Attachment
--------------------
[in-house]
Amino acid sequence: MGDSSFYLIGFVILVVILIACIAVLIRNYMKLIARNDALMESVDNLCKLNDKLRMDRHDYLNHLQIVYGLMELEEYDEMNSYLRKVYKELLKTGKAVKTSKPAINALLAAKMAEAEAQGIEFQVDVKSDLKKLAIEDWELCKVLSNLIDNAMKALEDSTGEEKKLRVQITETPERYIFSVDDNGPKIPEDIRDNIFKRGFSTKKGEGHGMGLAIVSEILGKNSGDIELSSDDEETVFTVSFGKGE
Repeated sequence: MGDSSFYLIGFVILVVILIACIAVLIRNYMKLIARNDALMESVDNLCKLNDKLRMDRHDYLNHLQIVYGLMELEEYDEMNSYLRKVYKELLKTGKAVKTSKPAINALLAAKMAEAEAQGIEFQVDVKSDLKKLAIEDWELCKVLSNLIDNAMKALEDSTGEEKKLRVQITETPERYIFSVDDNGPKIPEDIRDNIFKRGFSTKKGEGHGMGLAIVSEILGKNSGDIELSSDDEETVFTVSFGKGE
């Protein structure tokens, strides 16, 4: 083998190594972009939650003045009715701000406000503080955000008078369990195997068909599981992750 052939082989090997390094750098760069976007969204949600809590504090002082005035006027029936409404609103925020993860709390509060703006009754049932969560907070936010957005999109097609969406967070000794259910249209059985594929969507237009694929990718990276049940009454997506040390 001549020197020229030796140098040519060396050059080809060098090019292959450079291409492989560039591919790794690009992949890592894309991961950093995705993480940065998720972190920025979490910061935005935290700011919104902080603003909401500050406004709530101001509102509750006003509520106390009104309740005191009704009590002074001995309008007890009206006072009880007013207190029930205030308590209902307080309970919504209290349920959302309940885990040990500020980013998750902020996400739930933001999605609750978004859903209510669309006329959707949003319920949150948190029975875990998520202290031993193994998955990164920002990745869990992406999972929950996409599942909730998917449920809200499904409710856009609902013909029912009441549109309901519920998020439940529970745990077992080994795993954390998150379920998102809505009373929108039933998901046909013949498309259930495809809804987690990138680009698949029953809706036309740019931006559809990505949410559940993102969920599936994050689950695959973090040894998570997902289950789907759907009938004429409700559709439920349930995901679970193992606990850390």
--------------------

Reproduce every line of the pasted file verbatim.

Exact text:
[in-house]
Amino acid sequence: MGDSSFYLIGFVILVVILIACIAVLIRNYMKLIARNDALMESVDNLCKLNDKLRMDRHDYLNHLQIVYGLMELEEYDEMNSYLRKVYKELLKTGKAVKTSKPAINALLAAKMAEAEAQGIEFQVDVKSDLKKLAIEDWELCKVLSNLIDNAMKALEDSTGEEKKLRVQITETPERYIFSVDDNGPKIPEDIRDNIFKRGFSTKKGEGHGMGLAIVSEILGKNSGDIELSSDDEETVFTVSFGKGE
Repeated sequence: MGDSSFYLIGFVILVVILIACIAVLIRNYMKLIARNDALMESVDNLCKLNDKLRMDRHDYLNHLQIVYGLMELEEYDEMNSYLRKVYKELLKTGKAVKTSKPAINALLAAKMAEAEAQGIEFQVDVKSDLKKLAIEDWELCKVLSNLIDNAMKALEDSTGEEKKLRVQITETPERYIFSVDDNGPKIPEDIRDNIFKRGFSTKKGEGHGMGLAIVSEILGKNSGDIELSSDDEETVFTVSFGKGE
């Protein structure tokens, strides 16, 4: 083998190594972009939650003045009715701000406000503080955000008078369990195997068909599981992750 052939082989090997390094750098760069976007969204949600809590504090002082005035006027029936409404609103925020993860709390509060703006009754049932969560907070936010957005999109097609969406967070000794259910249209059985594929969507237009694929990718990276049940009454997506040390 001549020197020229030796140098040519060396050059080809060098090019292959450079291409492989560039591919790794690009992949890592894309991961950093995705993480940065998720972190920025979490910061935005935290700011919104902080603003909401500050406004709530101001509102509750006003509520106390009104309740005191009704009590002074001995309008007890009206006072009880007013207190029930205030308590209902307080309970919504209290349920959302309940885990040990500020980013998750902020996400739930933001999605609750978004859903209510669309006329959707949003319920949150948190029975875990998520202290031993193994998955990164920002990745869990992406999972929950996409599942909730998917449920809200499904409710856009609902013909029912009441549109309901519920998020439940529970745990077992080994795993954390998150379920998102809505009373929108039933998901046909013949498309259930495809809804987690990138680009698949029953809706036309740019931006559809990505949410559940993102969920599936994050689950695959973090040894998570997902289950789907759907009938004429409700559709439920349930995901679970193992606990850390």